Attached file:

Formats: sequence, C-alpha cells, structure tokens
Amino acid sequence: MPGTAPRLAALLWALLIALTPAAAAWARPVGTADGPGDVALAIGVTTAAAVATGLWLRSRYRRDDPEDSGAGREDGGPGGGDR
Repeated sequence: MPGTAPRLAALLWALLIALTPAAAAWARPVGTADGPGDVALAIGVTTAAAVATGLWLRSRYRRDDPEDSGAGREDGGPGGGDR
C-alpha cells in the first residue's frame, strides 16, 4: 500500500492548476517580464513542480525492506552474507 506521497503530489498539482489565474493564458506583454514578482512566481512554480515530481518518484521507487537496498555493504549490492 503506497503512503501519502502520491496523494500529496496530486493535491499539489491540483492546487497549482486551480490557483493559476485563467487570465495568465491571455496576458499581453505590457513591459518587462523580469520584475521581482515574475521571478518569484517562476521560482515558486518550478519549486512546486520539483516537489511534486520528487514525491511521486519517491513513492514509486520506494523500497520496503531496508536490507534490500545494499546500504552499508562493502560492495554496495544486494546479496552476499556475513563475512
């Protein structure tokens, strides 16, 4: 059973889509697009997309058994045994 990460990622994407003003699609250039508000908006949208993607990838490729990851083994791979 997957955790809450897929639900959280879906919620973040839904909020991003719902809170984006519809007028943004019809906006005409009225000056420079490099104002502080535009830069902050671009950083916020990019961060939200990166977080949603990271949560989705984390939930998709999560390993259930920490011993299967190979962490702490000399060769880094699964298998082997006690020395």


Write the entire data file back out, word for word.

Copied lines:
Formats: sequence, C-alpha cells, structure tokens
Amino acid sequence: MPGTAPRLAALLWALLIALTPAAAAWARPVGTADGPGDVALAIGVTTAAAVATGLWLRSRYRRDDPEDSGAGREDGGPGGGDR
Repeated sequence: MPGTAPRLAALLWALLIALTPAAAAWARPVGTADGPGDVALAIGVTTAAAVATGLWLRSRYRRDDPEDSGAGREDGGPGGGDR
C-alpha cells in the first residue's frame, strides 16, 4: 500500500492548476517580464513542480525492506552474507 506521497503530489498539482489565474493564458506583454514578482512566481512554480515530481518518484521507487537496498555493504549490492 503506497503512503501519502502520491496523494500529496496530486493535491499539489491540483492546487497549482486551480490557483493559476485563467487570465495568465491571455496576458499581453505590457513591459518587462523580469520584475521581482515574475521571478518569484517562476521560482515558486518550478519549486512546486520539483516537489511534486520528487514525491511521486519517491513513492514509486520506494523500497520496503531496508536490507534490500545494499546500504552499508562493502560492495554496495544486494546479496552476499556475513563475512
């Protein structure tokens, strides 16, 4: 059973889509697009997309058994045994 990460990622994407003003699609250039508000908006949208993607990838490729990851083994791979 997957955790809450897929639900959280879906919620973040839904909020991003719902809170984006519809007028943004019809906006005409009225000056420079490099104002502080535009830069902050671009950083916020990019961060939200990166977080949603990271949560989705984390939930998709999560390993259930920490011993299967190979962490702490000399060769880094699964298998082997006690020395």